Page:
I don’t believe that the digital medium is wholly new and separate from cultural history–quite the contrary. But I do see the need for designers to borrow, invent, and refine the appropriate conventions of the new medium in a way that is mindful of how earlier customs reflect earlier limitations (such as column size and page size and the fixity of paper) that we need not reproduce.

You focus here primarily on the work of designers. But, as you know, the digital has brought about a more participatory culture where lots of everyday people are designing and producing media. How do their “untrained” and “unprofessional” design decisions contribute to the process of inventing the medium?

That is a great question and of course one answer is that I rely on you, Henry, to tell me about that!

But I don’t think designers can abdicate responsibility. It is our job to invent the conventions that scaffold popular invention. For example, the status line and hash tag are incredibly powerful organizing conventions, which then make possible the inventive uses (such as professional convention commentary, fan commentary, political organizing, even ironic pseudo-hashtags) that we value on a viral success like Twitter. People need a coherent structure in order to share focused attention and pool their creativity.

Janet H. Murray is an internationally recognized designer and media theorist, and Ivan Allen College Dean’s Professor of Digital Media at Georgia Tech where she also directs the Experimental Television Laboratory. She holds a PhD in English from Harvard University and was a pioneer of digital humanities applications at MIT in the 1980s and 1990s, moving to Georgia Tech in 1999, and serving as Director of Graduate Studies in Digital Media from 2000-2010 during which time she led the redesign of the MS curriculum and the founding of one of the first PhDs in the field. She is the author of Hamlet on the Holodeck: The Future of Narrative in Cyberspace (Free Press, 1997; MIT Press 1998), which has been translated into 5 languages, and is widely used as a roadmap to emerging broadband art, information, and entertainment environments, and Inventing the Medium: Principles of Interaction Design as a Cultural Practice (MIT Press, 2011). At Georgia Tech, her interactive design projects include a digital edition of the Warner Brothers classic, Casablanca, funded by NEH and in collaboration with the American Film Institute; the Interactive Toolkit for Engineering LearningProject, funded by NSF; and a series of prototypes for the convergence of television and computation, created in collaboration with PBS, ABC , MTV, Turner, Intel, Alcatel-Lucent, and other networks and media companies. Murray is an emerita Trustee of the AFI and a current board member of the George Foster Peabody Award. In December 2010 Murray was named one of the “Top Ten Brains of the Digital Future” by Prospect Magazine.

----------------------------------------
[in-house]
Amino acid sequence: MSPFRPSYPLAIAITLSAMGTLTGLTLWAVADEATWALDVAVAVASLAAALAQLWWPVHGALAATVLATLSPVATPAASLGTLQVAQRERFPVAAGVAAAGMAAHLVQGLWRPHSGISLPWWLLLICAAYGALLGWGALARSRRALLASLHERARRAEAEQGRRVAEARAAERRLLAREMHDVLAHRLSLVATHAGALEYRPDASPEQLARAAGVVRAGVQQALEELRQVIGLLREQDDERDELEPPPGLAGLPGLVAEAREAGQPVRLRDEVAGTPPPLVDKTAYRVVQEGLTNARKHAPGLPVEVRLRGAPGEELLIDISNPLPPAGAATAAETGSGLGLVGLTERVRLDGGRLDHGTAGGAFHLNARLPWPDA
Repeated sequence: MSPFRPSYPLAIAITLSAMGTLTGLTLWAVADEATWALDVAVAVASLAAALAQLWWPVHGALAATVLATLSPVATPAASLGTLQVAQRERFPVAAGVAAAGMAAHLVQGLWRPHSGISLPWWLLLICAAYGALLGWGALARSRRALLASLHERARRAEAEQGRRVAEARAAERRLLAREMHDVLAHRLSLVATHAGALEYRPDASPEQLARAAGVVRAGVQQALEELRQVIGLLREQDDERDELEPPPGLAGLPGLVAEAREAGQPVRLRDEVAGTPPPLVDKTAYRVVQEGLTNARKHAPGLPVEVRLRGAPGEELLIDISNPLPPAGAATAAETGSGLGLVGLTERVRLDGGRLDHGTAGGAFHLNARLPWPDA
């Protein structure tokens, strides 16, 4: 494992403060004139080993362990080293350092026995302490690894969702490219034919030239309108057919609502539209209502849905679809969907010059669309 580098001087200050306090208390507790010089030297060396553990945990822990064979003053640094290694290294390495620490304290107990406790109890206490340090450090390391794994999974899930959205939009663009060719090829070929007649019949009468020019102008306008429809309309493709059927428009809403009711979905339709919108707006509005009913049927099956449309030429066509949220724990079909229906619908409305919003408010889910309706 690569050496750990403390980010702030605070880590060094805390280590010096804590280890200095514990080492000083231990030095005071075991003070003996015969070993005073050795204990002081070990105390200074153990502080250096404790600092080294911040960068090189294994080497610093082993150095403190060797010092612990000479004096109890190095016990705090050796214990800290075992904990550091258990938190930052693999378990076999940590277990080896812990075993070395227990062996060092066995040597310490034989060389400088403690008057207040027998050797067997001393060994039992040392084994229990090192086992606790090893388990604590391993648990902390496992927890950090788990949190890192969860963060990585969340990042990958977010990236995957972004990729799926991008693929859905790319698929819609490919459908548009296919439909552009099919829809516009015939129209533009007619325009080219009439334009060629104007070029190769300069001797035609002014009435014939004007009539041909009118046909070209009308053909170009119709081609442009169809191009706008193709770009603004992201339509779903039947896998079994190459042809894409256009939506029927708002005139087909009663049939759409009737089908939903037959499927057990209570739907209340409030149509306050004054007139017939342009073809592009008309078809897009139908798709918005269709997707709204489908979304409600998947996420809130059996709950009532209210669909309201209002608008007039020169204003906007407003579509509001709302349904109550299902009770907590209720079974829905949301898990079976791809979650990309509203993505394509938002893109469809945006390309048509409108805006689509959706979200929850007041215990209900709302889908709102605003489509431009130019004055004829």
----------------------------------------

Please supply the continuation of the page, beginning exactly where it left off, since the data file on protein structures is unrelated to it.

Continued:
Comments

  1. A designer is a person who designs. More formally, a designer is an agent that “specifies the structural properties of a design object”.[1] In practice, anyone who creates tangible or intangible objects, such as consumer products, processes, laws, games and graphics, is referred to as a designer.